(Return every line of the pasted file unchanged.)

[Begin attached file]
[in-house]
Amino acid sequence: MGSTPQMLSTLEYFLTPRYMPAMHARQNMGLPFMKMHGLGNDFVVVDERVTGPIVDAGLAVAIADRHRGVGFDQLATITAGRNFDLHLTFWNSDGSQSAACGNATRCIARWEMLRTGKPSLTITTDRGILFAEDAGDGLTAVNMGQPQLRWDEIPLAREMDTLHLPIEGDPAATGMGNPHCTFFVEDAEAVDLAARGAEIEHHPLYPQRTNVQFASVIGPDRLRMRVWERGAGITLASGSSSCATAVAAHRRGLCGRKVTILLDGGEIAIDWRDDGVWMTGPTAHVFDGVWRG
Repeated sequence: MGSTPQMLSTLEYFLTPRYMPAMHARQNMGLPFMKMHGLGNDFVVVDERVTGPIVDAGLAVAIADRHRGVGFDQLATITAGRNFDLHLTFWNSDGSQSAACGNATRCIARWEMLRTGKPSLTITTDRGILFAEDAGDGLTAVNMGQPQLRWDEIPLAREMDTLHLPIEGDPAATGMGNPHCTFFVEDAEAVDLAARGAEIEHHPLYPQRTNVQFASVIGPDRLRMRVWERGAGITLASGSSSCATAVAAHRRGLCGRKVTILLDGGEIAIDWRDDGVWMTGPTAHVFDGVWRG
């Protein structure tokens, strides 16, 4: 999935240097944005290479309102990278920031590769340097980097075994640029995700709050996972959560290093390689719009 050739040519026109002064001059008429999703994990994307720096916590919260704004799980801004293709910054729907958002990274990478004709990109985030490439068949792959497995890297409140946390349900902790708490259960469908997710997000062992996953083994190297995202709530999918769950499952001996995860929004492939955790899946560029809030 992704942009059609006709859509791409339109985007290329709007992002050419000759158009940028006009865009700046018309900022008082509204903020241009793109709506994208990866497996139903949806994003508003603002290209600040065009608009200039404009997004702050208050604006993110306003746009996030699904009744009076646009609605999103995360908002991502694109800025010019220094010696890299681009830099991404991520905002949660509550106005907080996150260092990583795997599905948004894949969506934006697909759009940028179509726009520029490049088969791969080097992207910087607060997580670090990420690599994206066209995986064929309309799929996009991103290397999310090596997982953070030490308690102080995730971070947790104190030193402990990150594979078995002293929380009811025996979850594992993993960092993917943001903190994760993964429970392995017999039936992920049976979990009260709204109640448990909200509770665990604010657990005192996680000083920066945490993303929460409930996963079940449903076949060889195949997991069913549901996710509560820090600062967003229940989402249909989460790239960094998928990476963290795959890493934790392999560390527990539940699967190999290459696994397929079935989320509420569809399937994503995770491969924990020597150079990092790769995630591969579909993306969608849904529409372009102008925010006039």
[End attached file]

[in-house]
Amino acid sequence: MGSTPQMLSTLEYFLTPRYMPAMHARQNMGLPFMKMHGLGNDFVVVDERVTGPIVDAGLAVAIADRHRGVGFDQLATITAGRNFDLHLTFWNSDGSQSAACGNATRCIARWEMLRTGKPSLTITTDRGILFAEDAGDGLTAVNMGQPQLRWDEIPLAREMDTLHLPIEGDPAATGMGNPHCTFFVEDAEAVDLAARGAEIEHHPLYPQRTNVQFASVIGPDRLRMRVWERGAGITLASGSSSCATAVAAHRRGLCGRKVTILLDGGEIAIDWRDDGVWMTGPTAHVFDGVWRG
Repeated sequence: MGSTPQMLSTLEYFLTPRYMPAMHARQNMGLPFMKMHGLGNDFVVVDERVTGPIVDAGLAVAIADRHRGVGFDQLATITAGRNFDLHLTFWNSDGSQSAACGNATRCIARWEMLRTGKPSLTITTDRGILFAEDAGDGLTAVNMGQPQLRWDEIPLAREMDTLHLPIEGDPAATGMGNPHCTFFVEDAEAVDLAARGAEIEHHPLYPQRTNVQFASVIGPDRLRMRVWERGAGITLASGSSSCATAVAAHRRGLCGRKVTILLDGGEIAIDWRDDGVWMTGPTAHVFDGVWRG
């Protein structure tokens, strides 16, 4: 999935240097944005290479309102990278920031590769340097980097075994640029995700709050996972959560290093390689719009 050739040519026109002064001059008429999703994990994307720096916590919260704004799980801004293709910054729907958002990274990478004709990109985030490439068949792959497995890297409140946390349900902790708490259960469908997710997000062992996953083994190297995202709530999918769950499952001996995860929004492939955790899946560029809030 992704942009059609006709859509791409339109985007290329709007992002050419000759158009940028006009865009700046018309900022008082509204903020241009793109709506994208990866497996139903949806994003508003603002290209600040065009608009200039404009997004702050208050604006993110306003746009996030699904009744009076646009609605999103995360908002991502694109800025010019220094010696890299681009830099991404991520905002949660509550106005907080996150260092990583795997599905948004894949969506934006697909759009940028179509726009520029490049088969791969080097992207910087607060997580670090990420690599994206066209995986064929309309799929996009991103290397999310090596997982953070030490308690102080995730971070947790104190030193402990990150594979078995002293929380009811025996979850594992993993960092993917943001903190994760993964429970392995017999039936992920049976979990009260709204109640448990909200509770665990604010657990005192996680000083920066945490993303929460409930996963079940449903076949060889195949997991069913549901996710509560820090600062967003229940989402249909989460790239960094998928990476963290795959890493934790392999560390527990539940699967190999290459696994397929079935989320509420569809399937994503995770491969924990020597150079990092790769995630591969579909993306969608849904529409372009102008925010006039």